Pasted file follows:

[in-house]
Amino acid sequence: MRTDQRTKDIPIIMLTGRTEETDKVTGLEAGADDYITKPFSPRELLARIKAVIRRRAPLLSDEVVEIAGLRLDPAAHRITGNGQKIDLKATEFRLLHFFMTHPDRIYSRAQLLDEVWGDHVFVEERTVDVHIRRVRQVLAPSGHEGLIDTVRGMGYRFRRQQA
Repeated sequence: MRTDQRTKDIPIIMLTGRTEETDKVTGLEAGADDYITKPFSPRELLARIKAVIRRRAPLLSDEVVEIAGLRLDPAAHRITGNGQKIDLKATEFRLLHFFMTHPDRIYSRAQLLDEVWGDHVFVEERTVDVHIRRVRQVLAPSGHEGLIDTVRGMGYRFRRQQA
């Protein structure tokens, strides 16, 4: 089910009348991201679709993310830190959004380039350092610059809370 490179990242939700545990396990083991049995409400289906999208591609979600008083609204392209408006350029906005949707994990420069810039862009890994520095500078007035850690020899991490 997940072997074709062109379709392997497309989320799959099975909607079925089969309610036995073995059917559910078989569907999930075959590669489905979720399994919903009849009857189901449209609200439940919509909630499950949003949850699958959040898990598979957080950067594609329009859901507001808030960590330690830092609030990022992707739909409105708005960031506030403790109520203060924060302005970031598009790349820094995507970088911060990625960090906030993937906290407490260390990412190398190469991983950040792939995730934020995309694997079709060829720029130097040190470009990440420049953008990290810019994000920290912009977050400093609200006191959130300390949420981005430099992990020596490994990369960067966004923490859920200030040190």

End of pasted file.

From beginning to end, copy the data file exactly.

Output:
[in-house]
Amino acid sequence: MRTDQRTKDIPIIMLTGRTEETDKVTGLEAGADDYITKPFSPRELLARIKAVIRRRAPLLSDEVVEIAGLRLDPAAHRITGNGQKIDLKATEFRLLHFFMTHPDRIYSRAQLLDEVWGDHVFVEERTVDVHIRRVRQVLAPSGHEGLIDTVRGMGYRFRRQQA
Repeated sequence: MRTDQRTKDIPIIMLTGRTEETDKVTGLEAGADDYITKPFSPRELLARIKAVIRRRAPLLSDEVVEIAGLRLDPAAHRITGNGQKIDLKATEFRLLHFFMTHPDRIYSRAQLLDEVWGDHVFVEERTVDVHIRRVRQVLAPSGHEGLIDTVRGMGYRFRRQQA
């Protein structure tokens, strides 16, 4: 089910009348991201679709993310830190959004380039350092610059809370 490179990242939700545990396990083991049995409400289906999208591609979600008083609204392209408006350029906005949707994990420069810039862009890994520095500078007035850690020899991490 997940072997074709062109379709392997497309989320799959099975909607079925089969309610036995073995059917559910078989569907999930075959590669489905979720399994919903009849009857189901449209609200439940919509909630499950949003949850699958959040898990598979957080950067594609329009859901507001808030960590330690830092609030990022992707739909409105708005960031506030403790109520203060924060302005970031598009790349820094995507970088911060990625960090906030993937906290407490260390990412190398190469991983950040792939995730934020995309694997079709060829720029130097040190470009990440420049953008990290810019994000920290912009977050400093609200006191959130300390949420981005430099992990020596490994990369960067966004923490859920200030040190």